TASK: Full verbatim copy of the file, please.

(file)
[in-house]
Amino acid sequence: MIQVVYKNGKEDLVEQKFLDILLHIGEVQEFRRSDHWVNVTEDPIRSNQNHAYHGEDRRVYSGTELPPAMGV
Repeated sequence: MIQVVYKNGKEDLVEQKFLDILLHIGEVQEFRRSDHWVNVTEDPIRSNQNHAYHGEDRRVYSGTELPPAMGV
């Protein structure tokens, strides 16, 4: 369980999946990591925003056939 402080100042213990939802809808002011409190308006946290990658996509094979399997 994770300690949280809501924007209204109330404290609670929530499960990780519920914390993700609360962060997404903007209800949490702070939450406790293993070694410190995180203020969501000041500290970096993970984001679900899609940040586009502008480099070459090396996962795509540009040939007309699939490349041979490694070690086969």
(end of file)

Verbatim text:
[in-house]
Amino acid sequence: MIQVVYKNGKEDLVEQKFLDILLHIGEVQEFRRSDHWVNVTEDPIRSNQNHAYHGEDRRVYSGTELPPAMGV
Repeated sequence: MIQVVYKNGKEDLVEQKFLDILLHIGEVQEFRRSDHWVNVTEDPIRSNQNHAYHGEDRRVYSGTELPPAMGV
């Protein structure tokens, strides 16, 4: 369980999946990591925003056939 402080100042213990939802809808002011409190308006946290990658996509094979399997 994770300690949280809501924007209204109330404290609670929530499960990780519920914390993700609360962060997404903007209800949490702070939450406790293993070694410190995180203020969501000041500290970096993970984001679900899609940040586009502008480099070459090396996962795509540009040939007309699939490349041979490694070690086969």